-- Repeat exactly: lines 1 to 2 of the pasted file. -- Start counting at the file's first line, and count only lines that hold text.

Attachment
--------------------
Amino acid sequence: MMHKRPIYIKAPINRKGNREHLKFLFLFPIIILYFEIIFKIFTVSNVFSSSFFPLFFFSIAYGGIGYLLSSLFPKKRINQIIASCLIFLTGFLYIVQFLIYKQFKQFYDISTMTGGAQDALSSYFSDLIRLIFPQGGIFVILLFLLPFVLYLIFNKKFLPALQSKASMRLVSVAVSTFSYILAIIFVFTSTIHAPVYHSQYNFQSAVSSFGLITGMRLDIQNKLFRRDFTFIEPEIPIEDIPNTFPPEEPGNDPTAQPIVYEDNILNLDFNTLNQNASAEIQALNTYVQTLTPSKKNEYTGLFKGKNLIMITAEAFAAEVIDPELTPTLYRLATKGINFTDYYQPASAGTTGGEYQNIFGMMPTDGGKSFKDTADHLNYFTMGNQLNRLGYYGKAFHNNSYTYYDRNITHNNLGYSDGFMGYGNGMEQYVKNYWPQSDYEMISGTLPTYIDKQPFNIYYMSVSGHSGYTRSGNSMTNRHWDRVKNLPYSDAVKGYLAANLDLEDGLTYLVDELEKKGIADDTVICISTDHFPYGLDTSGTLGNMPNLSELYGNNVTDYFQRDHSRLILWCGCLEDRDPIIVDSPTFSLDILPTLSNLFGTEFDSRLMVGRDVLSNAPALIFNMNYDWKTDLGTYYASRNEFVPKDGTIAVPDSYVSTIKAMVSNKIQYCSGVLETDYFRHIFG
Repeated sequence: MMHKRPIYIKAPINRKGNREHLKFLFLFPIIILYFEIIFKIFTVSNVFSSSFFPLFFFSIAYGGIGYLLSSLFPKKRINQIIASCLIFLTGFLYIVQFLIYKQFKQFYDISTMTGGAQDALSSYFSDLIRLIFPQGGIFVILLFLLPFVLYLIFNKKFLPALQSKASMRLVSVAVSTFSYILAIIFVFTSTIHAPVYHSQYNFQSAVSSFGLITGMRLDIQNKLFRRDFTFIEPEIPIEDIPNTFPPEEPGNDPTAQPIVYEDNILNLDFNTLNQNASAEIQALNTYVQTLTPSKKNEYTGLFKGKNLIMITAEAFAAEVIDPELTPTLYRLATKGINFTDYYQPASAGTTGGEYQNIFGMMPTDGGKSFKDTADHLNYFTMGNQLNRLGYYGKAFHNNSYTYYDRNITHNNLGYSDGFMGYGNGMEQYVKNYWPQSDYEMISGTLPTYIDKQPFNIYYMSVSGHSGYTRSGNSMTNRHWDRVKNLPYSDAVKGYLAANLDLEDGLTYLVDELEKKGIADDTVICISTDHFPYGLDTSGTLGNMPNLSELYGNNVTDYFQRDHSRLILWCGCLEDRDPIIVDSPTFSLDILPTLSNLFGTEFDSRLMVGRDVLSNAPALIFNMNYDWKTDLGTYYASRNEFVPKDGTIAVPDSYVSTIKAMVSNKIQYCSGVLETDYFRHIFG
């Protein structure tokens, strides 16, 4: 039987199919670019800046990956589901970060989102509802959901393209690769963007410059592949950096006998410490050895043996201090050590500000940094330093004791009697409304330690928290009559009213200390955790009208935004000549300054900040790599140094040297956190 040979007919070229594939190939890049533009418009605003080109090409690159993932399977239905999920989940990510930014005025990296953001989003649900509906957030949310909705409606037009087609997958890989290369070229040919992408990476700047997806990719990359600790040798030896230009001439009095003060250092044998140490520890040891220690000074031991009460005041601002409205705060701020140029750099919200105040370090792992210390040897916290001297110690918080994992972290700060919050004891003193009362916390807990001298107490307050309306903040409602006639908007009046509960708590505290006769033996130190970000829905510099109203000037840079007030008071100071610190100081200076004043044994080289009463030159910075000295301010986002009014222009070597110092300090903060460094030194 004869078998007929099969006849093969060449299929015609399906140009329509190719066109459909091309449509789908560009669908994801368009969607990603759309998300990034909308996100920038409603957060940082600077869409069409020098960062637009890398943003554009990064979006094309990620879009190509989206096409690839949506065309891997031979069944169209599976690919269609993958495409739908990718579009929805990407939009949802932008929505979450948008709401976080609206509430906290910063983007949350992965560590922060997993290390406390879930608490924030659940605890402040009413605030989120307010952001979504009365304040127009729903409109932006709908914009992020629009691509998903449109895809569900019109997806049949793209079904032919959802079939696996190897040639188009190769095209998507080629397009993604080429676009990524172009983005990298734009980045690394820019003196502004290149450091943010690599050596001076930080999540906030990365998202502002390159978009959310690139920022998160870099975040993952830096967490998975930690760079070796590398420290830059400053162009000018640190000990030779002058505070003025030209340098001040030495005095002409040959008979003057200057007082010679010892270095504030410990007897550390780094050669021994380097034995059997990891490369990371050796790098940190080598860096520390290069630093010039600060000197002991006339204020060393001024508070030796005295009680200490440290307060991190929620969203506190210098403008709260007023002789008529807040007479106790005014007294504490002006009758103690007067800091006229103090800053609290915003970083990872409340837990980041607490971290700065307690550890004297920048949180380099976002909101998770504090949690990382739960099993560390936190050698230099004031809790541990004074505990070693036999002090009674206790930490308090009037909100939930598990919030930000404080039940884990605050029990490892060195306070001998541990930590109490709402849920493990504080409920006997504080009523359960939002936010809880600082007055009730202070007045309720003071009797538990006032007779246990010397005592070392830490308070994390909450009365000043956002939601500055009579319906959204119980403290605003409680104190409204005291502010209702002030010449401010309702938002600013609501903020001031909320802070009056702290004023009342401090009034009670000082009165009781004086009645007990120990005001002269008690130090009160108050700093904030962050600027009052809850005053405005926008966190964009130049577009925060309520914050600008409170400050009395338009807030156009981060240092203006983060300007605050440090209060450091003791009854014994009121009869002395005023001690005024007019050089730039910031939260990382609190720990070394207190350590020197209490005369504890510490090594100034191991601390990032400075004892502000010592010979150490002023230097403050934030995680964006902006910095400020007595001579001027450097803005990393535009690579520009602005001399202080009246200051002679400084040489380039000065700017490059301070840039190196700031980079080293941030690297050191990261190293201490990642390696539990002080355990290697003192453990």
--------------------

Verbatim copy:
Amino acid sequence: MMHKRPIYIKAPINRKGNREHLKFLFLFPIIILYFEIIFKIFTVSNVFSSSFFPLFFFSIAYGGIGYLLSSLFPKKRINQIIASCLIFLTGFLYIVQFLIYKQFKQFYDISTMTGGAQDALSSYFSDLIRLIFPQGGIFVILLFLLPFVLYLIFNKKFLPALQSKASMRLVSVAVSTFSYILAIIFVFTSTIHAPVYHSQYNFQSAVSSFGLITGMRLDIQNKLFRRDFTFIEPEIPIEDIPNTFPPEEPGNDPTAQPIVYEDNILNLDFNTLNQNASAEIQALNTYVQTLTPSKKNEYTGLFKGKNLIMITAEAFAAEVIDPELTPTLYRLATKGINFTDYYQPASAGTTGGEYQNIFGMMPTDGGKSFKDTADHLNYFTMGNQLNRLGYYGKAFHNNSYTYYDRNITHNNLGYSDGFMGYGNGMEQYVKNYWPQSDYEMISGTLPTYIDKQPFNIYYMSVSGHSGYTRSGNSMTNRHWDRVKNLPYSDAVKGYLAANLDLEDGLTYLVDELEKKGIADDTVICISTDHFPYGLDTSGTLGNMPNLSELYGNNVTDYFQRDHSRLILWCGCLEDRDPIIVDSPTFSLDILPTLSNLFGTEFDSRLMVGRDVLSNAPALIFNMNYDWKTDLGTYYASRNEFVPKDGTIAVPDSYVSTIKAMVSNKIQYCSGVLETDYFRHIFG
Repeated sequence: MMHKRPIYIKAPINRKGNREHLKFLFLFPIIILYFEIIFKIFTVSNVFSSSFFPLFFFSIAYGGIGYLLSSLFPKKRINQIIASCLIFLTGFLYIVQFLIYKQFKQFYDISTMTGGAQDALSSYFSDLIRLIFPQGGIFVILLFLLPFVLYLIFNKKFLPALQSKASMRLVSVAVSTFSYILAIIFVFTSTIHAPVYHSQYNFQSAVSSFGLITGMRLDIQNKLFRRDFTFIEPEIPIEDIPNTFPPEEPGNDPTAQPIVYEDNILNLDFNTLNQNASAEIQALNTYVQTLTPSKKNEYTGLFKGKNLIMITAEAFAAEVIDPELTPTLYRLATKGINFTDYYQPASAGTTGGEYQNIFGMMPTDGGKSFKDTADHLNYFTMGNQLNRLGYYGKAFHNNSYTYYDRNITHNNLGYSDGFMGYGNGMEQYVKNYWPQSDYEMISGTLPTYIDKQPFNIYYMSVSGHSGYTRSGNSMTNRHWDRVKNLPYSDAVKGYLAANLDLEDGLTYLVDELEKKGIADDTVICISTDHFPYGLDTSGTLGNMPNLSELYGNNVTDYFQRDHSRLILWCGCLEDRDPIIVDSPTFSLDILPTLSNLFGTEFDSRLMVGRDVLSNAPALIFNMNYDWKTDLGTYYASRNEFVPKDGTIAVPDSYVSTIKAMVSNKIQYCSGVLETDYFRHIFG